Overfitting In Mathematical OptimizationHave you ever heard of overfitting? I bet you did if you are using machine learning one way or another. Avoiding overfitting is a key concern for machine learning practitioners and researchers, and it led to the development of many techniques to avoid it, such as cross validation and regularization. I claim that OR practitioners, especially those using mathematical optimization solvers, should be equally worried about overfitting. In a nutshell, overfitting in machine learning happens when the model you trained is too good to be true on the training data: your model predicts the training data very well, but your model performs poorly on new data. An extreme case of overfitting is rote learning: in that case your model achieves 100% performance on data you have already seen, and probably won't do any better than random guess on new data. You can read Overfitting In Machine Learning if you want to know more. Overfitting In GeneralHow could overfitting be relevant to optimization? Let me abstract a bit overfitting in order to answer that question. We need few ingredients:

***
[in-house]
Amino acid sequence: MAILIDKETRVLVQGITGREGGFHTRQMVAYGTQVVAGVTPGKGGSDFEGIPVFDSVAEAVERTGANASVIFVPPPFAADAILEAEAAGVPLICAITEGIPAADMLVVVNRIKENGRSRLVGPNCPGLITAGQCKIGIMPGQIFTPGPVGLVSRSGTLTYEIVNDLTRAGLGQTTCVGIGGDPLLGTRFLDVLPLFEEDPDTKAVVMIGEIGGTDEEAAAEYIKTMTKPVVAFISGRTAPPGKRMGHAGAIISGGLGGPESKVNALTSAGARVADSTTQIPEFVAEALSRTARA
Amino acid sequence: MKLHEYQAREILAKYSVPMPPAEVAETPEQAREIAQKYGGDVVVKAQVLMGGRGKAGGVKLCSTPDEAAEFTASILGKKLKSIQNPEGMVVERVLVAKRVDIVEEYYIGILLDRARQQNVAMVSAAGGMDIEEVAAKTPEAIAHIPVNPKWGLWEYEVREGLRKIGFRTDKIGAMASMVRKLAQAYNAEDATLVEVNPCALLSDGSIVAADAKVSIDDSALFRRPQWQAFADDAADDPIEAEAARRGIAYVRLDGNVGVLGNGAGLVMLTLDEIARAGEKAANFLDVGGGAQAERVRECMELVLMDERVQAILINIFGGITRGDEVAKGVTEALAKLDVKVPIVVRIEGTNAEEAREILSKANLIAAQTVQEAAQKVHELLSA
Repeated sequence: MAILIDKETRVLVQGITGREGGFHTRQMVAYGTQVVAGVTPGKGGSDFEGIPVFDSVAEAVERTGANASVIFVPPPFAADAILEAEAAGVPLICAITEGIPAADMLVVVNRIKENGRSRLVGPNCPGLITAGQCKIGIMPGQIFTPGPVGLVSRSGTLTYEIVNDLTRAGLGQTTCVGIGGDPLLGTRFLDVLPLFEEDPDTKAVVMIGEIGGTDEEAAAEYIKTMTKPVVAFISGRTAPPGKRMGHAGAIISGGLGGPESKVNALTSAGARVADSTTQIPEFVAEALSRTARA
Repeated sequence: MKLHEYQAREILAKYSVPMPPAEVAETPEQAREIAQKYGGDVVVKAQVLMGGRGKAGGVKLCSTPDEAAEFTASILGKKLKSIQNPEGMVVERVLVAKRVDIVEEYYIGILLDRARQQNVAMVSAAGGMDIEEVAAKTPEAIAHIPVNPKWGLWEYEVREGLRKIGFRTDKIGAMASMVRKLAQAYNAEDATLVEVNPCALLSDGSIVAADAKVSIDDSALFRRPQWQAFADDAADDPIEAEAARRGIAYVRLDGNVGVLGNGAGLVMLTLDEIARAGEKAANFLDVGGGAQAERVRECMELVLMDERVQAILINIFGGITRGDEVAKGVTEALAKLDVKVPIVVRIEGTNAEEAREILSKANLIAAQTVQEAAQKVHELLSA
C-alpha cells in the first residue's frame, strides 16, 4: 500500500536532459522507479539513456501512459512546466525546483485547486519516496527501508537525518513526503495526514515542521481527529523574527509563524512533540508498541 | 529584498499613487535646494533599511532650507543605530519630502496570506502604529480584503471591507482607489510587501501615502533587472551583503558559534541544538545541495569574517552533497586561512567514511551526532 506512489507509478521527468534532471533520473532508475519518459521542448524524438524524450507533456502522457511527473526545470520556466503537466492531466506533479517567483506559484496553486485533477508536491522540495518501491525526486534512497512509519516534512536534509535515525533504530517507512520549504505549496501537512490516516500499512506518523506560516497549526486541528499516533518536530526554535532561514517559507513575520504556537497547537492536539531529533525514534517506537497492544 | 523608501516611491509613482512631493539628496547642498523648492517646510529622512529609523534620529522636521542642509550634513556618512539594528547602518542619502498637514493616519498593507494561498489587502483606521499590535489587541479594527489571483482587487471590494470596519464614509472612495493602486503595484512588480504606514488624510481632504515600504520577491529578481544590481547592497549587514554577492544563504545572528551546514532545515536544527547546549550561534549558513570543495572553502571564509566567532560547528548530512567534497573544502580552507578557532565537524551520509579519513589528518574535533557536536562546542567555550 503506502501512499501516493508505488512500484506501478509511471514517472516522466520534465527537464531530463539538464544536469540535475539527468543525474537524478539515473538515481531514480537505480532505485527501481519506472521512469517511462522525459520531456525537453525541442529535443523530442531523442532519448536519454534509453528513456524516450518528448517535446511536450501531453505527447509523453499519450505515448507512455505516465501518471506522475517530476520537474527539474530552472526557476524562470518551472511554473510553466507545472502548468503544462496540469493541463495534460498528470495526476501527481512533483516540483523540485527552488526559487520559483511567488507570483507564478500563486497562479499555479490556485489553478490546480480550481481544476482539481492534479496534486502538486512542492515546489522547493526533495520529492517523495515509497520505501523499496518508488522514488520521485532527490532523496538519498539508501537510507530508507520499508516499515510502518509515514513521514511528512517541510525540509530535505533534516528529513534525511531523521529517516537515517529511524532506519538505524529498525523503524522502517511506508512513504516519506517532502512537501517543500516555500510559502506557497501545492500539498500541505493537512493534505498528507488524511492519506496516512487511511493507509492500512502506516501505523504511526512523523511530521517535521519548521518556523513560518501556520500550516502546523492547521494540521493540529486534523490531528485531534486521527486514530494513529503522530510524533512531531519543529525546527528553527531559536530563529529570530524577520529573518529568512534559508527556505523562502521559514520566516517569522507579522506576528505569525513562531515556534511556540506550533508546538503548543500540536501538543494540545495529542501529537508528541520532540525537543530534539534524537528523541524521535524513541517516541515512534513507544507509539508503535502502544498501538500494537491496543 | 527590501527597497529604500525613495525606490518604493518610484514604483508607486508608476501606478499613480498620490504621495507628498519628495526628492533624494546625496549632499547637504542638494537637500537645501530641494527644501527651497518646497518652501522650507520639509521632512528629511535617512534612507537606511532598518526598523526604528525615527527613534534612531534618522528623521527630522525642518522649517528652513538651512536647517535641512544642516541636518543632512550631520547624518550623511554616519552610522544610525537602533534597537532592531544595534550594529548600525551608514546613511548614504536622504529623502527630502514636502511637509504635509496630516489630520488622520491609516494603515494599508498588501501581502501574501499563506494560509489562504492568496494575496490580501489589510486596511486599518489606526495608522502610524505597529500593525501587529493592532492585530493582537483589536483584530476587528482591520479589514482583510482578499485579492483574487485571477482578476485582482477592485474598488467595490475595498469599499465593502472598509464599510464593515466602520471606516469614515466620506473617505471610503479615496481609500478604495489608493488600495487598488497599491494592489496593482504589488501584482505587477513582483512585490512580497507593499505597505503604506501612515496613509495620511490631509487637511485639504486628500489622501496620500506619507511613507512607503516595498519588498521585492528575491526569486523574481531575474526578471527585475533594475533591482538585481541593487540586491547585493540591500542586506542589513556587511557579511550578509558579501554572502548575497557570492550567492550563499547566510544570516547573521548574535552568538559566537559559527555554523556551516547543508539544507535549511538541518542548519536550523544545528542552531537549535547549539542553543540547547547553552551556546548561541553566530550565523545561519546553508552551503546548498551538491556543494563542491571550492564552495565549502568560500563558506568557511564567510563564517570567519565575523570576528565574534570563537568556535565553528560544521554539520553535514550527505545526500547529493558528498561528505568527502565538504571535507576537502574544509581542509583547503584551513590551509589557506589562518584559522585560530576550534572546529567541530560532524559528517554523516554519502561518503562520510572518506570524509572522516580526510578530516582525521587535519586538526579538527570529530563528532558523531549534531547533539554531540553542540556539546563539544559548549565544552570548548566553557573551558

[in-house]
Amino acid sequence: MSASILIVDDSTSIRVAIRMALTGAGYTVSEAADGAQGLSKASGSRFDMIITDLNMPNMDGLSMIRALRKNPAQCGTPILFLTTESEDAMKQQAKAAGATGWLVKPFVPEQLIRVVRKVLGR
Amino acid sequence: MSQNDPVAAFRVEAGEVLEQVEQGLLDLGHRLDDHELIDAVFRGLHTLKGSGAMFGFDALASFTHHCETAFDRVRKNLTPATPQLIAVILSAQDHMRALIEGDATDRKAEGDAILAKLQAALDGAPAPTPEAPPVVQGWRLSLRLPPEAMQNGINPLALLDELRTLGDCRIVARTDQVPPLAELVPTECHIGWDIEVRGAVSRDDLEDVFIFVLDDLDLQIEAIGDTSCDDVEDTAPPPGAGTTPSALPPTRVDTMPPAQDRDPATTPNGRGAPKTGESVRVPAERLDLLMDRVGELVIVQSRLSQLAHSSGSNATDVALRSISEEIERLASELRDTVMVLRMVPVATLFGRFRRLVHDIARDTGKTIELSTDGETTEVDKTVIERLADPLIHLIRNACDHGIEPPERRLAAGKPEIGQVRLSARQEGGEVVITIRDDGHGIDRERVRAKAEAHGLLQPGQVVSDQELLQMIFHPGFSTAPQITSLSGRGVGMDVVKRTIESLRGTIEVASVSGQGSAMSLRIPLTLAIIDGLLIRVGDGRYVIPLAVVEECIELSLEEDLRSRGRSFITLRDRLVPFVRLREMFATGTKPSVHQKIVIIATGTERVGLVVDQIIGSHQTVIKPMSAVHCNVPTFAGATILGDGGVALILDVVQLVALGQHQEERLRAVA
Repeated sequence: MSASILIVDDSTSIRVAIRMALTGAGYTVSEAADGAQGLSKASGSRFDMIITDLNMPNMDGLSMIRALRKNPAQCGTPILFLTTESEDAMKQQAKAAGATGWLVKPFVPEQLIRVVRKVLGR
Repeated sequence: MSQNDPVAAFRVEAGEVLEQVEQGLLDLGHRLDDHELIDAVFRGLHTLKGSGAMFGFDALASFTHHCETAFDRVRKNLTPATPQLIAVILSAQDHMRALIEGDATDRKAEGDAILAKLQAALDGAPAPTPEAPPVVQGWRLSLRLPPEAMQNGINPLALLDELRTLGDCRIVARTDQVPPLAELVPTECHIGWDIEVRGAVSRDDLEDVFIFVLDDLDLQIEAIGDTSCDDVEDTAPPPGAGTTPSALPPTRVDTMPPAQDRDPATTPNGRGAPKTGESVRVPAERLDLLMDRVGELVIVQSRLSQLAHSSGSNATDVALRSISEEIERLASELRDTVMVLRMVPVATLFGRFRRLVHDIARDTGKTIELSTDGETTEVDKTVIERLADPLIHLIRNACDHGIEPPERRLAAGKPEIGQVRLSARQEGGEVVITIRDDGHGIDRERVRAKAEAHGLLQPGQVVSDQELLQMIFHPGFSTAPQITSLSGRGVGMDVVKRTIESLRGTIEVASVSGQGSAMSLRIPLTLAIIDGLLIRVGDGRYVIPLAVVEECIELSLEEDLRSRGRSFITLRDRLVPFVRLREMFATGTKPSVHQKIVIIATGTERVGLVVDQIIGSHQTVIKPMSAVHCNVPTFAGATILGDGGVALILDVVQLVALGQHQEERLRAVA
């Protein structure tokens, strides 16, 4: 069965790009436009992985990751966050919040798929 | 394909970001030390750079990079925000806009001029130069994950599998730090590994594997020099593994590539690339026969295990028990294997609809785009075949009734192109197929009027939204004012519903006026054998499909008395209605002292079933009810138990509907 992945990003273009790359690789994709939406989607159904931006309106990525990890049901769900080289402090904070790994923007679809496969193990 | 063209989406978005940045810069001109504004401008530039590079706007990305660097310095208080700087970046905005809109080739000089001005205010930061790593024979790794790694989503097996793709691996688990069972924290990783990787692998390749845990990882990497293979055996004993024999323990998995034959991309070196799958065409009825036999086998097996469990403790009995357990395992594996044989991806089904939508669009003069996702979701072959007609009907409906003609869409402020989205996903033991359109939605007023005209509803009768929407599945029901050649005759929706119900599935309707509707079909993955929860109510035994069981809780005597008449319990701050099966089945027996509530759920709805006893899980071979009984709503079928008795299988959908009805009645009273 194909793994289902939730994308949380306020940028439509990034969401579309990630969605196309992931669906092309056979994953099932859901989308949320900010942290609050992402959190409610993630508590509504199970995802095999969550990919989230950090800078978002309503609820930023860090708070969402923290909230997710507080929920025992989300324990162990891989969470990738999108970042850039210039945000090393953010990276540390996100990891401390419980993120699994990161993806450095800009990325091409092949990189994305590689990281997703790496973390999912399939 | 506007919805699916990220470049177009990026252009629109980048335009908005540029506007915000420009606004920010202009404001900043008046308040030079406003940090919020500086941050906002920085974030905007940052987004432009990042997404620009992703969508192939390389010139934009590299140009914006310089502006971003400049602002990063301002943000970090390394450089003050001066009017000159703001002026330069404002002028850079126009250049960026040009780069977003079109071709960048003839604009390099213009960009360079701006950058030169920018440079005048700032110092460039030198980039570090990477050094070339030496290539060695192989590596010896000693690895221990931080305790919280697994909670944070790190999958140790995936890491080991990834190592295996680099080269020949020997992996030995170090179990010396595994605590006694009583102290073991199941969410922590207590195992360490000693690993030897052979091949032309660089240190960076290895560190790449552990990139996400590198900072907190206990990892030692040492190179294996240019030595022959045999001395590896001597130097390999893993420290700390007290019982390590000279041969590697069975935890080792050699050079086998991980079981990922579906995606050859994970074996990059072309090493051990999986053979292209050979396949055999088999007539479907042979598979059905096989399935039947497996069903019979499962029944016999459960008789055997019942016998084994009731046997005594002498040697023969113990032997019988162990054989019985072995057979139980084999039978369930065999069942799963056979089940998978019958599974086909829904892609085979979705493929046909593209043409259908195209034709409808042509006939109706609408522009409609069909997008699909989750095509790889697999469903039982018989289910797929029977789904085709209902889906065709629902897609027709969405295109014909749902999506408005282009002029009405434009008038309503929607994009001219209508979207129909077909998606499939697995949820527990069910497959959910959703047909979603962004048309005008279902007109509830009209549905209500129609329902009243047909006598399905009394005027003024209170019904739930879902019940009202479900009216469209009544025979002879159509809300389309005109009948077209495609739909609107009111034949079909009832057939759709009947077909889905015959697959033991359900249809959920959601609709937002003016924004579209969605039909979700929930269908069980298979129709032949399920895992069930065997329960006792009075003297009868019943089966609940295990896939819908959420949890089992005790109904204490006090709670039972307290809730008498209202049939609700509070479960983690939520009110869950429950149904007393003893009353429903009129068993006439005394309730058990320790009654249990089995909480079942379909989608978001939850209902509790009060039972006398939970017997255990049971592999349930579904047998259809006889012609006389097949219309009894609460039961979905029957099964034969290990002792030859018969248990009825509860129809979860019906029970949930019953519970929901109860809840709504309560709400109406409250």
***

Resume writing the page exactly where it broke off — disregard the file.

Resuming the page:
Our goal is to select the parameters that lead to the best value for the evaluation metric on new, unforeseen, data sets. These data sets are called test data. For our sorting algorithm, finding the best parameter settings amounts to finding the number of bins that yield best performance on new, unforeseen, arrays. I machine learning, finding good parameter settings is called hyper parameter optimization (HPO). HPO finds the values of hyper parameters that lead to the best evaluation metric on new, unforeseen, examples. The catch is that we don't have the new, unforeseen, data, when we select parameters, hence we cannot compute evaluation metric on it. As explained in Overfitting In Machine Learning, the solution to this is to assume that the training data is representative of the new, unforeseen, data. Then we get a simpler problem: Find parameter settings that lead to the best evaluation metric for the training data. These parameter setting would then yield best possible evaluation on new, unforeseen, test data. The above is true only if we made a significant assumption. Let me state it again: We assume that the training data is representative (close to) the data to which the algorithm will be applied in the future. If this assumption is violated, then the best parameter setting for the training data may not be the best parameter setting for test data. Violating this assumption results in overfitting: we get good evaluation metric on training data, and poor evaluation metric on test data. Overfitting In OptimizationLet us now look at mathematical optimization solvers. These are mostly a collection of clever implementations of well known algorithms such as simplex, logbarrier (interior point), and branch&bound for MIP. These implementations come with a number of variants that are controlled via public parameters and hidden parameters: different parameter settings lead to different running times. For instance, in a MIP solver, you will have quite a few parameters, including on/off switches for presolve reductions and cut families. One of the main focus of solver developers is to improve performance, i.e. find ways to solve optimization problems faster and faster. One way to do it is to try to select the best default values for parameter settings. This fits the framework described above. Using CPLEX MIP as an example: